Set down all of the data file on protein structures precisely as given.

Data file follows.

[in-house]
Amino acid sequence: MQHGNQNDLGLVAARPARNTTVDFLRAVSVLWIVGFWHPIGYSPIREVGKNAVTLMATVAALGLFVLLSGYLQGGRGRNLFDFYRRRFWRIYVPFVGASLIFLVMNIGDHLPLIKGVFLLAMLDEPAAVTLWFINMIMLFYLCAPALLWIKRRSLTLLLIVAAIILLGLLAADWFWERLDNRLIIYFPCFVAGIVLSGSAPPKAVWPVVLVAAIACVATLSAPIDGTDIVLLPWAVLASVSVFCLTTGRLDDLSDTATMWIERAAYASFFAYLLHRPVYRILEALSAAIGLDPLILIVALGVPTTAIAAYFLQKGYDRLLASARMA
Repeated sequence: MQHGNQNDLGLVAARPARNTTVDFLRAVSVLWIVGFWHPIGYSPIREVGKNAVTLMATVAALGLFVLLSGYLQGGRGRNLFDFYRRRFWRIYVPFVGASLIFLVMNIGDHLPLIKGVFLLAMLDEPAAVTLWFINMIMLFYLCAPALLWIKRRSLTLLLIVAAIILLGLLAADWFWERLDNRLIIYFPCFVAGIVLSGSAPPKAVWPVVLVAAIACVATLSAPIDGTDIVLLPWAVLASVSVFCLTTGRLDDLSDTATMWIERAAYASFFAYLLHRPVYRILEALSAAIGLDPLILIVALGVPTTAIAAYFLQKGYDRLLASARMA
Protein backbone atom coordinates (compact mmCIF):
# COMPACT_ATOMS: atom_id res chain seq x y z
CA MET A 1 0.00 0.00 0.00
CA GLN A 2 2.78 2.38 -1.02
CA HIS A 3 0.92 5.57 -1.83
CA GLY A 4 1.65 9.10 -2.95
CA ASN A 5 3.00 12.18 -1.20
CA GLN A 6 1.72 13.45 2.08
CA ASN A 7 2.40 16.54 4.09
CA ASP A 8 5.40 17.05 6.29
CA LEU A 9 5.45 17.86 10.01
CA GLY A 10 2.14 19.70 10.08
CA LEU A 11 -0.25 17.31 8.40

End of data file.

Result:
[in-house]
Amino acid sequence: MQHGNQNDLGLVAARPARNTTVDFLRAVSVLWIVGFWHPIGYSPIREVGKNAVTLMATVAALGLFVLLSGYLQGGRGRNLFDFYRRRFWRIYVPFVGASLIFLVMNIGDHLPLIKGVFLLAMLDEPAAVTLWFINMIMLFYLCAPALLWIKRRSLTLLLIVAAIILLGLLAADWFWERLDNRLIIYFPCFVAGIVLSGSAPPKAVWPVVLVAAIACVATLSAPIDGTDIVLLPWAVLASVSVFCLTTGRLDDLSDTATMWIERAAYASFFAYLLHRPVYRILEALSAAIGLDPLILIVALGVPTTAIAAYFLQKGYDRLLASARMA
Repeated sequence: MQHGNQNDLGLVAARPARNTTVDFLRAVSVLWIVGFWHPIGYSPIREVGKNAVTLMATVAALGLFVLLSGYLQGGRGRNLFDFYRRRFWRIYVPFVGASLIFLVMNIGDHLPLIKGVFLLAMLDEPAAVTLWFINMIMLFYLCAPALLWIKRRSLTLLLIVAAIILLGLLAADWFWERLDNRLIIYFPCFVAGIVLSGSAPPKAVWPVVLVAAIACVATLSAPIDGTDIVLLPWAVLASVSVFCLTTGRLDDLSDTATMWIERAAYASFFAYLLHRPVYRILEALSAAIGLDPLILIVALGVPTTAIAAYFLQKGYDRLLASARMA
Protein backbone atom coordinates (compact mmCIF):
# COMPACT_ATOMS: atom_id res chain seq x y z
CA MET A 1 0.00 0.00 0.00
CA GLN A 2 2.78 2.38 -1.02
CA HIS A 3 0.92 5.57 -1.83
CA GLY A 4 1.65 9.10 -2.95
CA ASN A 5 3.00 12.18 -1.20
CA GLN A 6 1.72 13.45 2.08
CA ASN A 7 2.40 16.54 4.09
CA ASP A 8 5.40 17.05 6.29
CA LEU A 9 5.45 17.86 10.01
CA GLY A 10 2.14 19.70 10.08
CA LEU A 11 -0.25 17.31 8.40